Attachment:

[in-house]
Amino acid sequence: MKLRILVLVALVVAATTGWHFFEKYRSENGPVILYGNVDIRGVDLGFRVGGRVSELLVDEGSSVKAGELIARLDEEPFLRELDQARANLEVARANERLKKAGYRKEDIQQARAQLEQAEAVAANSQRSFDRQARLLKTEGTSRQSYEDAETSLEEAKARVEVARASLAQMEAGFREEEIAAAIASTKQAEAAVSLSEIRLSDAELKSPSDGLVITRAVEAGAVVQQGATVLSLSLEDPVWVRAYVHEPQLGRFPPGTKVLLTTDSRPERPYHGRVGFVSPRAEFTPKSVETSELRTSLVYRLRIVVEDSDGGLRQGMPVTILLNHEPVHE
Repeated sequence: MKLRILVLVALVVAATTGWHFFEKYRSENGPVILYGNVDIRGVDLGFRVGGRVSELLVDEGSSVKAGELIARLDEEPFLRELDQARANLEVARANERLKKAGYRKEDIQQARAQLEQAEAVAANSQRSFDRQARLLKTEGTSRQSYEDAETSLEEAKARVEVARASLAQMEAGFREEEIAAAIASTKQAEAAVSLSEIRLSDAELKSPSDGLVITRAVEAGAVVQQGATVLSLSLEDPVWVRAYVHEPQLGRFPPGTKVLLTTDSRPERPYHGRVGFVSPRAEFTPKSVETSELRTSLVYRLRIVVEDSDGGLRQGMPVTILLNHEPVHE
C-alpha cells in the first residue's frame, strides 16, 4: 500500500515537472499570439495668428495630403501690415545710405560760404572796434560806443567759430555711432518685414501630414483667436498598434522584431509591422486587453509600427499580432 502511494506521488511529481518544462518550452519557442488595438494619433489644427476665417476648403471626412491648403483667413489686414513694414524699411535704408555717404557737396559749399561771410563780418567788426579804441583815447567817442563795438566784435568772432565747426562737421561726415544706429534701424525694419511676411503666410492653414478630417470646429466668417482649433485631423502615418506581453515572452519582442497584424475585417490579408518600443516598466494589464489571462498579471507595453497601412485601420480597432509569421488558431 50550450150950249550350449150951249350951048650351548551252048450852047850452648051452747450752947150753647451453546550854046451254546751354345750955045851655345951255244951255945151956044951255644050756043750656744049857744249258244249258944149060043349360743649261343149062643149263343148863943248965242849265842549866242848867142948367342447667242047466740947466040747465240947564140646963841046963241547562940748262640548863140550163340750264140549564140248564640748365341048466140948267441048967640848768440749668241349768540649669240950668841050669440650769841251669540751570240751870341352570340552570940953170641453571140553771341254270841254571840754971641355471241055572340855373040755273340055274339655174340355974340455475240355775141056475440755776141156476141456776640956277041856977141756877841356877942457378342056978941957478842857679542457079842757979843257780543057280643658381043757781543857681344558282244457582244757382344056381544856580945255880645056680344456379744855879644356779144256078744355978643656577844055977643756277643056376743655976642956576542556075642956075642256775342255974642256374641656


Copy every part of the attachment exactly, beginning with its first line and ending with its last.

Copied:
[in-house]
Amino acid sequence: MKLRILVLVALVVAATTGWHFFEKYRSENGPVILYGNVDIRGVDLGFRVGGRVSELLVDEGSSVKAGELIARLDEEPFLRELDQARANLEVARANERLKKAGYRKEDIQQARAQLEQAEAVAANSQRSFDRQARLLKTEGTSRQSYEDAETSLEEAKARVEVARASLAQMEAGFREEEIAAAIASTKQAEAAVSLSEIRLSDAELKSPSDGLVITRAVEAGAVVQQGATVLSLSLEDPVWVRAYVHEPQLGRFPPGTKVLLTTDSRPERPYHGRVGFVSPRAEFTPKSVETSELRTSLVYRLRIVVEDSDGGLRQGMPVTILLNHEPVHE
Repeated sequence: MKLRILVLVALVVAATTGWHFFEKYRSENGPVILYGNVDIRGVDLGFRVGGRVSELLVDEGSSVKAGELIARLDEEPFLRELDQARANLEVARANERLKKAGYRKEDIQQARAQLEQAEAVAANSQRSFDRQARLLKTEGTSRQSYEDAETSLEEAKARVEVARASLAQMEAGFREEEIAAAIASTKQAEAAVSLSEIRLSDAELKSPSDGLVITRAVEAGAVVQQGATVLSLSLEDPVWVRAYVHEPQLGRFPPGTKVLLTTDSRPERPYHGRVGFVSPRAEFTPKSVETSELRTSLVYRLRIVVEDSDGGLRQGMPVTILLNHEPVHE
C-alpha cells in the first residue's frame, strides 16, 4: 500500500515537472499570439495668428495630403501690415545710405560760404572796434560806443567759430555711432518685414501630414483667436498598434522584431509591422486587453509600427499580432 502511494506521488511529481518544462518550452519557442488595438494619433489644427476665417476648403471626412491648403483667413489686414513694414524699411535704408555717404557737396559749399561771410563780418567788426579804441583815447567817442563795438566784435568772432565747426562737421561726415544706429534701424525694419511676411503666410492653414478630417470646429466668417482649433485631423502615418506581453515572452519582442497584424475585417490579408518600443516598466494589464489571462498579471507595453497601412485601420480597432509569421488558431 50550450150950249550350449150951249350951048650351548551252048450852047850452648051452747450752947150753647451453546550854046451254546751354345750955045851655345951255244951255945151956044951255644050756043750656744049857744249258244249258944149060043349360743649261343149062643149263343148863943248965242849265842549866242848867142948367342447667242047466740947466040747465240947564140646963841046963241547562940748262640548863140550163340750264140549564140248564640748365341048466140948267441048967640848768440749668241349768540649669240950668841050669440650769841251669540751570240751870341352570340552570940953170641453571140553771341254270841254571840754971641355471241055572340855373040755273340055274339655174340355974340455475240355775141056475440755776141156476141456776640956277041856977141756877841356877942457378342056978941957478842857679542457079842757979843257780543057280643658381043757781543857681344558282244457582244757382344056381544856580945255880645056680344456379744855879644356779144256078744355978643656577844055977643756277643056376743655976642956576542556075642956075642256775342255974642256374641656